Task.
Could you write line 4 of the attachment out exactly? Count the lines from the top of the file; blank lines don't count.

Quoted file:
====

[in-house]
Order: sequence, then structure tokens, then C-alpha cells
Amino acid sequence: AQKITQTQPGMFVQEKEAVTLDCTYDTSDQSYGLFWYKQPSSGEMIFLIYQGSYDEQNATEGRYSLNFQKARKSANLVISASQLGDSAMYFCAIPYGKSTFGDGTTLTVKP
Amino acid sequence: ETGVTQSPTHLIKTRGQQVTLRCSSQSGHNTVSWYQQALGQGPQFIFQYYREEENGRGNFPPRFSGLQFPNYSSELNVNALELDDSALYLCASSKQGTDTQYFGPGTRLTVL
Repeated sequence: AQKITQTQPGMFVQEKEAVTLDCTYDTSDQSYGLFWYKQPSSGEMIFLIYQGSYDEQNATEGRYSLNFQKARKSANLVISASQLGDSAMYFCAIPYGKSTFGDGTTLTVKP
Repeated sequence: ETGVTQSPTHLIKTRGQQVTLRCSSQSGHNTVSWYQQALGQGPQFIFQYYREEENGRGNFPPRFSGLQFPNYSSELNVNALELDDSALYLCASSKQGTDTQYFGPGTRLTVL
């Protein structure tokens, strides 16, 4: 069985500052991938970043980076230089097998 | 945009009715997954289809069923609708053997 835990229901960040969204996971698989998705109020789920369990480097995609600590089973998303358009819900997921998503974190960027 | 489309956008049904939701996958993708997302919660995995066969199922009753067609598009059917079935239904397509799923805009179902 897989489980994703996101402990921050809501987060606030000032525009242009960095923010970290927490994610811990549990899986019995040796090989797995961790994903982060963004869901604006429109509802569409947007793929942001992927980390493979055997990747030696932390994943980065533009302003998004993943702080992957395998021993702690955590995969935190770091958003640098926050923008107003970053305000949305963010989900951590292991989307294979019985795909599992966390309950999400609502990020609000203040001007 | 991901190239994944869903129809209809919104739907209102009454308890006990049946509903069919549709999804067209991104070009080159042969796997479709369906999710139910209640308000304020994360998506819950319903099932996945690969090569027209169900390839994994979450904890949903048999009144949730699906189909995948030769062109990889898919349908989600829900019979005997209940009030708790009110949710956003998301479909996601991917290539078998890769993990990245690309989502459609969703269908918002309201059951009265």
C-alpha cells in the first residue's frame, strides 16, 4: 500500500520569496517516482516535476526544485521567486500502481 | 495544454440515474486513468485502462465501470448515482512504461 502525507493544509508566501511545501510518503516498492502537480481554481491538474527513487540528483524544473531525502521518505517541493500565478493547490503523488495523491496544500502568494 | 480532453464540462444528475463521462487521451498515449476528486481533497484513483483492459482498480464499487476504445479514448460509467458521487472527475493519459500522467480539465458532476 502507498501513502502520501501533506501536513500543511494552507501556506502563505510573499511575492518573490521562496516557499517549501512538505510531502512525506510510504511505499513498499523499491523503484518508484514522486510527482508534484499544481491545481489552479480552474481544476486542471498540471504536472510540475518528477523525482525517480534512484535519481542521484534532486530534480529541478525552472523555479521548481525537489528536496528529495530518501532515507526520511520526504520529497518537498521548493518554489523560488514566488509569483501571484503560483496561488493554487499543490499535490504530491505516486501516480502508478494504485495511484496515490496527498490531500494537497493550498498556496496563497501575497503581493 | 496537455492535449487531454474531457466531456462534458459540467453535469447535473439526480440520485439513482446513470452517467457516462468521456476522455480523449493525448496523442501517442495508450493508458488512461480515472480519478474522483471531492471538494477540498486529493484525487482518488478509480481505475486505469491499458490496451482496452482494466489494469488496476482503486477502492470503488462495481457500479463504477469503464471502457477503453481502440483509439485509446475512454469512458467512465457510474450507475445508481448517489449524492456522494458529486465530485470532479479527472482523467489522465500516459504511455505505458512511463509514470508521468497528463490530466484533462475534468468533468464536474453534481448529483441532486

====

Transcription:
Amino acid sequence: ETGVTQSPTHLIKTRGQQVTLRCSSQSGHNTVSWYQQALGQGPQFIFQYYREEENGRGNFPPRFSGLQFPNYSSELNVNALELDDSALYLCASSKQGTDTQYFGPGTRLTVL